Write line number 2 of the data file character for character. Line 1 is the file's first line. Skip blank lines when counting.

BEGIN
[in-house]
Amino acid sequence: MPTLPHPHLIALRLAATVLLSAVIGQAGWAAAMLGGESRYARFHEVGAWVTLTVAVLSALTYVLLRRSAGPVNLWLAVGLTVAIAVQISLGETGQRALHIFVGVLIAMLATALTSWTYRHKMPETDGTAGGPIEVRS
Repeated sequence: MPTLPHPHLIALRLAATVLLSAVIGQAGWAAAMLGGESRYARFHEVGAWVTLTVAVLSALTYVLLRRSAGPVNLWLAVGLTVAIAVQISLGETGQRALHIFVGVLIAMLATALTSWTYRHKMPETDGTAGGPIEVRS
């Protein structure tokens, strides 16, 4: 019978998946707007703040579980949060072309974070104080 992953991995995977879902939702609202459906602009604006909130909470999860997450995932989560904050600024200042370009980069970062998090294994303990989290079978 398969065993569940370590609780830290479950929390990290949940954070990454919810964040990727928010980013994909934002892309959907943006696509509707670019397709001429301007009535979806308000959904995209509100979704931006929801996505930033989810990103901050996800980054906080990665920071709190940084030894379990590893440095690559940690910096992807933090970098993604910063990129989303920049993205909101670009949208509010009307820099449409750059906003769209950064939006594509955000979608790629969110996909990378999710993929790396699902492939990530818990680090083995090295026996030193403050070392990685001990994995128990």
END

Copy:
Amino acid sequence: MPTLPHPHLIALRLAATVLLSAVIGQAGWAAAMLGGESRYARFHEVGAWVTLTVAVLSALTYVLLRRSAGPVNLWLAVGLTVAIAVQISLGETGQRALHIFVGVLIAMLATALTSWTYRHKMPETDGTAGGPIEVRS